Respect Equality

Most Americans agree that transgender men and women are discriminated against: poll

More than a third of Americans surveyed by YouGov said they believe transgender individuals face a “great deal” of discrimination in their day-to-day lives.
People gather to protest against HB1041, a bill to ban transgender women and girls from participating in school sports that match their gender identity, during a rally at the Statehouse in Indianapolis, Wednesday, Feb. 9, 2022. Michael Conroy/ AP

Story at a glance


  • A majority of Americans believe transgender men and women face higher rates of discrimination than cisgender people, according to a new YouGov poll.

  • LGBTQ+ respondents were more likely to say that transgender people experience a “great deal” of discrimination.

  • Overall, Americans believe that things will improve for the LGBTQ+ community over the next year, decade and next 50 years.

A majority of Americans believe that transgender men and women face outsized rates of discrimination in their daily lives compared to their cisgender counterparts, new research shows.

In a poll published Tuesday by YouGov, more than a third of Americans surveyed said they believe transgender individuals face a “great deal” of discrimination. When respondents were grouped by their sexual orientation and gender identity, more than half of LGBTQ+ Americans said transgender people currently face a great deal of discrimination.

LGBTQ+ respondents were also more likely than heterosexual or cisgender respondents to believe that gay men and women face a great deal of discrimination, as well as Arab, Asian, Black and Hispanic Americans.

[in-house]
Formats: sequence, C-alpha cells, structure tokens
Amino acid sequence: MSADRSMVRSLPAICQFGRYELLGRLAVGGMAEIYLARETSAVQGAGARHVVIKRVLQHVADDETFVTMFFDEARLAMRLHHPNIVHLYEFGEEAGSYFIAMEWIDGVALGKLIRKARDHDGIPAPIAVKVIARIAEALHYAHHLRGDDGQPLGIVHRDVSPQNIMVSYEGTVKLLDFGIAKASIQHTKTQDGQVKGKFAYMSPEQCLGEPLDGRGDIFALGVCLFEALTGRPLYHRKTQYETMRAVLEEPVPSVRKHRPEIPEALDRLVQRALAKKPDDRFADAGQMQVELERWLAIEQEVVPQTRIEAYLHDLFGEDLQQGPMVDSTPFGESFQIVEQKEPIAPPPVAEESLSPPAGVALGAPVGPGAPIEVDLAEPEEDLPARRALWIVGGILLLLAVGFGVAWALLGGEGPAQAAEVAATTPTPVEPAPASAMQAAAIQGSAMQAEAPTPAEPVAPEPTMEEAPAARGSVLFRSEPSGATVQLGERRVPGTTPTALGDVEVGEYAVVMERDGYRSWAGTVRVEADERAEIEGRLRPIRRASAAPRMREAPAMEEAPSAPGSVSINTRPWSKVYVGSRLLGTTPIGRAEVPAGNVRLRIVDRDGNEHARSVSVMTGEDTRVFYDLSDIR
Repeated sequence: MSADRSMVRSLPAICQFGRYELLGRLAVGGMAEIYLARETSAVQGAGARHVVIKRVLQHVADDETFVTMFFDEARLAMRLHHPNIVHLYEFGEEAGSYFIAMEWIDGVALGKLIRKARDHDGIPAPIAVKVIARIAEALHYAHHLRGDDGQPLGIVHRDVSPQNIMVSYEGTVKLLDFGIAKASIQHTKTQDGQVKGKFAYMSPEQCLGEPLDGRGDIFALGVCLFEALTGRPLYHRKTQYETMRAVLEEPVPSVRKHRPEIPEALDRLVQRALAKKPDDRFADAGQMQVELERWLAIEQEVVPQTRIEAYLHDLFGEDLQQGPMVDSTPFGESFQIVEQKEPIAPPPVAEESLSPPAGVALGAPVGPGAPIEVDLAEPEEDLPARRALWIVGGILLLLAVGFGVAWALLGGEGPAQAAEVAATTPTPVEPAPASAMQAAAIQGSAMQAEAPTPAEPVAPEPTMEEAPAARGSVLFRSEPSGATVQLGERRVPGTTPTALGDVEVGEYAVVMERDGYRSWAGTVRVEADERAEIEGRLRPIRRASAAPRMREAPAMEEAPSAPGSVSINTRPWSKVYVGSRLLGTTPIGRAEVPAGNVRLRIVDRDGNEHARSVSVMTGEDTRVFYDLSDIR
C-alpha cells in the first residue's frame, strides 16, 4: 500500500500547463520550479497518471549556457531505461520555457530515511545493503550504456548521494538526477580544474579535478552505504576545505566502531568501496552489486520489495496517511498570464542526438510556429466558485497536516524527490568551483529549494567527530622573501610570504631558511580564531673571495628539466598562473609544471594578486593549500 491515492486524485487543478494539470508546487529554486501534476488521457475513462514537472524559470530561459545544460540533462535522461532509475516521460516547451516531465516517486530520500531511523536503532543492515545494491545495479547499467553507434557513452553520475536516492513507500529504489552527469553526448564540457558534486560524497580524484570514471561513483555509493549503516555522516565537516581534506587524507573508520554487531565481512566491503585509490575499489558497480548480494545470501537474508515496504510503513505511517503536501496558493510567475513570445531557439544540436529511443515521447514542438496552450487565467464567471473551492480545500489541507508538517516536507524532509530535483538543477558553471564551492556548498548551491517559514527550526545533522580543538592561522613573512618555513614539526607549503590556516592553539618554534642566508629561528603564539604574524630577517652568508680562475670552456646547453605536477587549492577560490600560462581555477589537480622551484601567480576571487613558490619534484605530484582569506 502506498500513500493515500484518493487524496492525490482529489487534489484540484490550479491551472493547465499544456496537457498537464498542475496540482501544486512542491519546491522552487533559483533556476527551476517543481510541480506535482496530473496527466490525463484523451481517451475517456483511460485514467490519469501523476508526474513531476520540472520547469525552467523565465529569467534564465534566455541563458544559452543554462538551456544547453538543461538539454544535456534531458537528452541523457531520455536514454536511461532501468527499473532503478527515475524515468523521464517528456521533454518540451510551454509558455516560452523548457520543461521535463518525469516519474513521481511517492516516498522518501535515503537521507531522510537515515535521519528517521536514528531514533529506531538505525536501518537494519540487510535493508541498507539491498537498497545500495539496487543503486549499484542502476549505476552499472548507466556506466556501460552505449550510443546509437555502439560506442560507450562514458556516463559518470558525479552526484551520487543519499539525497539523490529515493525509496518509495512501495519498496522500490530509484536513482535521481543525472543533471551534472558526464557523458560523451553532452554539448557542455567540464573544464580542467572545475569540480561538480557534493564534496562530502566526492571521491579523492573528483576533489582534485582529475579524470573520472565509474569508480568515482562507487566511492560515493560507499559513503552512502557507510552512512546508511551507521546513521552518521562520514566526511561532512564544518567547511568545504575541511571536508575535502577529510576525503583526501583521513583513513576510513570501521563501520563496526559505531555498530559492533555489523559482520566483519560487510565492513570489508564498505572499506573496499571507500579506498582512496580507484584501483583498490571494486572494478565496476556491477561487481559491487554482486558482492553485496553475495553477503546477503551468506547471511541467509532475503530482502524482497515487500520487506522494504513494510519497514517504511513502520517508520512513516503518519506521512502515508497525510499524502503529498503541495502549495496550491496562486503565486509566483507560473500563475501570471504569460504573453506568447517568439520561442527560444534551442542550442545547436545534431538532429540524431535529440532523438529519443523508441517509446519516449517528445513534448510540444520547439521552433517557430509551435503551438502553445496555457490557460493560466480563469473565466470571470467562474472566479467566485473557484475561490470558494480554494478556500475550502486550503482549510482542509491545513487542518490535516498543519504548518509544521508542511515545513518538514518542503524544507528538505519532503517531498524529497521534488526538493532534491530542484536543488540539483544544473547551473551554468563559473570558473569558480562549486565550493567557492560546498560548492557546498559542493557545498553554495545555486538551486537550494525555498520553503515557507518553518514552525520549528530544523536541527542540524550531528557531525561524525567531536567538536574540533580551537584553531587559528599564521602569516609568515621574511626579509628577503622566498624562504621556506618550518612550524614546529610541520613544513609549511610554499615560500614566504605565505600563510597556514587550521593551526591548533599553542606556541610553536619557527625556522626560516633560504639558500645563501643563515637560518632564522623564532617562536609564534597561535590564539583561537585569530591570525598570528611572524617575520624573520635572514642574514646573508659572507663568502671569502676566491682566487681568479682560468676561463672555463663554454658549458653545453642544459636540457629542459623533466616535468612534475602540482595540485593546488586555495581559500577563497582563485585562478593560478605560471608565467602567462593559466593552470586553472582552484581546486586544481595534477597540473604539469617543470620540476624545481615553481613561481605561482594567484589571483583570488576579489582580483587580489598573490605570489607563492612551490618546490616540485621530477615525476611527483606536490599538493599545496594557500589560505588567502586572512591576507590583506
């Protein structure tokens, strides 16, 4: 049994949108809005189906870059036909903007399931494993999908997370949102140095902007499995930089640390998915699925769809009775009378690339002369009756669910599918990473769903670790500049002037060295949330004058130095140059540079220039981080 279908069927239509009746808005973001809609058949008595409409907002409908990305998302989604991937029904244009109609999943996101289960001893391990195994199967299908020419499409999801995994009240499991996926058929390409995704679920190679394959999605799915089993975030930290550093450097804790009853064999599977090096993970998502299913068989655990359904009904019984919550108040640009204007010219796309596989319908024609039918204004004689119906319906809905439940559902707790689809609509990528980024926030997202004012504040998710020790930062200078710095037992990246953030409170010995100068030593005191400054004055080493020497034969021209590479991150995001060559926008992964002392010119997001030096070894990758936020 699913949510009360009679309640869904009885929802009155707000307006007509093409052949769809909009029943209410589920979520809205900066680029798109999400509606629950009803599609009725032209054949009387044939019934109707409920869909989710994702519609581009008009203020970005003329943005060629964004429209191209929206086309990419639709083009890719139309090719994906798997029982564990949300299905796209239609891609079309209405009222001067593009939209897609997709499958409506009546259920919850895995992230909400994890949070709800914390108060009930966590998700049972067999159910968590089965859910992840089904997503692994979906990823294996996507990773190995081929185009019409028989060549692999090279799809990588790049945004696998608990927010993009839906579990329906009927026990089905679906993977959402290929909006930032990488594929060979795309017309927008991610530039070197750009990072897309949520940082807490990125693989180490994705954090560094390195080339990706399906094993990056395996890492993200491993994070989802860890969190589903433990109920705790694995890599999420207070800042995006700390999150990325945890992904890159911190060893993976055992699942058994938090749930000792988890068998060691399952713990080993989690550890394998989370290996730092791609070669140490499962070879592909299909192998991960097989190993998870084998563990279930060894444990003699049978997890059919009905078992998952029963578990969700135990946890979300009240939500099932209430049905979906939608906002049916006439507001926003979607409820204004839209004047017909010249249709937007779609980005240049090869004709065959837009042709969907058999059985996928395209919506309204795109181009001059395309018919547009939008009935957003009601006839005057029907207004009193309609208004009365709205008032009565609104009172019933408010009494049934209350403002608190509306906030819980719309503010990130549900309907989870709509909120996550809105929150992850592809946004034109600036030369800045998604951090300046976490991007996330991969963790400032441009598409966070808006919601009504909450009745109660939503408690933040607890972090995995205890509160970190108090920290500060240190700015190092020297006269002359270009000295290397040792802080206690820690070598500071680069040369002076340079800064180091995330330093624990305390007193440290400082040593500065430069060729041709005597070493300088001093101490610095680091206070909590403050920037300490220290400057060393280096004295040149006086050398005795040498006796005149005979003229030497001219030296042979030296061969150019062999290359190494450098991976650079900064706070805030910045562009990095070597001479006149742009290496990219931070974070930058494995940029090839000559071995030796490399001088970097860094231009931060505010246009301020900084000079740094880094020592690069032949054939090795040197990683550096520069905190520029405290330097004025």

Transgender Americans — particularly transgender women of color — face disproportionately high rates of violence, harassment and discrimination in sectors like employment and housing. The Human Rights Campaign, an LGBTQ+ advocacy group, in 2021 categorized the year as the deadliest in history for transgender and gender nonconforming people in the U.S., and, according to a 2019 report from the Williams Institute, close to a third of transgender adults live in poverty, including 39 percent of Black transgender adults.


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Looking forward, most Americans in the YouGov poll believe conditions for LGBTQ+ people over the next year aren’t likely to improve, but they also aren’t likely to worsen. Just over a quarter of respondents said they think things have gotten better for the LGBTQ+ community compared to a year ago, but a larger share, 36 percent, said things have stayed the same.

LGBTQ+ respondents were more likely to report that conditions have worsened over the last year, and were much more pessimistic about the next 12 months.

In just the first six months of 2022, hundreds of bills that target the rights of LGBTQ+ people have been introduced in state legislatures nationwide. Several of those bills — including a restrictive education bill in Florida and a felony ban on gender-affirming medical care in Alabama — have already become law.

But all hope is not lost. Close to 40 percent of Americans overall believe that things will improve for LGBTQ+ people over the next decade, according to YouGov, including 41 percent of LGBTQ+ respondents.

About a quarter of LGBTQ+ respondents said they don’t anticipate any significant changes over the next 10 years, and 20 percent believe that things will likely have worsened by then.

YouGov also asked respondents about their predictions for the next 50 years, and close to half of Americans said they think it’s “very or somewhat” probable that a gay man will be president by then. A similar percentage (44 percent) believe a lesbian woman could be elected to the nation’s highest office.

Close to 3 in 10 Americans surveyed said it’s “likely” that a transgender man or woman will be elected president in the next half century, including more than 40 percent of LGBTQ+ respondents.

Predictions were similar when respondents were asked about the likelihood of an LGBTQ+ person being appointed to the Supreme Court within the next 50 years — a noteworthy observation that comes as the Court is poised to overturn Roe v. Wade, which some worry may weaken LGBTQ+ rights.